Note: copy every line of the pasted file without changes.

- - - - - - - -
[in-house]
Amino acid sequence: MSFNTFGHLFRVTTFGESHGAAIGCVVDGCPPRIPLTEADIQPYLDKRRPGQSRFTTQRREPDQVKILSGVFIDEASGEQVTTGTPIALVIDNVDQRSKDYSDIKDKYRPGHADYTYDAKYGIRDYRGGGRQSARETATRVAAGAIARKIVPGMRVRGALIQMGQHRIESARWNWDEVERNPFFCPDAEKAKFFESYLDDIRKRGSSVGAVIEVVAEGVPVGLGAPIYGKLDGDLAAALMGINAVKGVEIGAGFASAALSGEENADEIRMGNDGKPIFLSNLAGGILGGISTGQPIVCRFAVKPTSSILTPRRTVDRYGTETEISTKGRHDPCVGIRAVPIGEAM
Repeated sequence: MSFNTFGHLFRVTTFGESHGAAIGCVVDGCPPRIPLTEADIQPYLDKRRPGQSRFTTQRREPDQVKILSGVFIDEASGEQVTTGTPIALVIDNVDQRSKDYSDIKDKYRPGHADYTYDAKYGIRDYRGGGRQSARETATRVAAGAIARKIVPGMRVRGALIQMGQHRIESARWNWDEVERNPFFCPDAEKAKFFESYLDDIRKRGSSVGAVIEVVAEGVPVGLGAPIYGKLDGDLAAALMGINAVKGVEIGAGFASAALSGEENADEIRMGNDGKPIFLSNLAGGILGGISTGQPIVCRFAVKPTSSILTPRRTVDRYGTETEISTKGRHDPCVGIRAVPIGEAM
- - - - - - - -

[in-house]
Amino acid sequence: MSFNTFGHLFRVTTFGESHGAAIGCVVDGCPPRIPLTEADIQPYLDKRRPGQSRFTTQRREPDQVKILSGVFIDEASGEQVTTGTPIALVIDNVDQRSKDYSDIKDKYRPGHADYTYDAKYGIRDYRGGGRQSARETATRVAAGAIARKIVPGMRVRGALIQMGQHRIESARWNWDEVERNPFFCPDAEKAKFFESYLDDIRKRGSSVGAVIEVVAEGVPVGLGAPIYGKLDGDLAAALMGINAVKGVEIGAGFASAALSGEENADEIRMGNDGKPIFLSNLAGGILGGISTGQPIVCRFAVKPTSSILTPRRTVDRYGTETEISTKGRHDPCVGIRAVPIGEAM
Repeated sequence: MSFNTFGHLFRVTTFGESHGAAIGCVVDGCPPRIPLTEADIQPYLDKRRPGQSRFTTQRREPDQVKILSGVFIDEASGEQVTTGTPIALVIDNVDQRSKDYSDIKDKYRPGHADYTYDAKYGIRDYRGGGRQSARETATRVAAGAIARKIVPGMRVRGALIQMGQHRIESARWNWDEVERNPFFCPDAEKAKFFESYLDDIRKRGSSVGAVIEVVAEGVPVGLGAPIYGKLDGDLAAALMGINAVKGVEIGAGFASAALSGEENADEIRMGNDGKPIFLSNLAGGILGGISTGQPIVCRFAVKPTSSILTPRRTVDRYGTETEISTKGRHDPCVGIRAVPIGEAM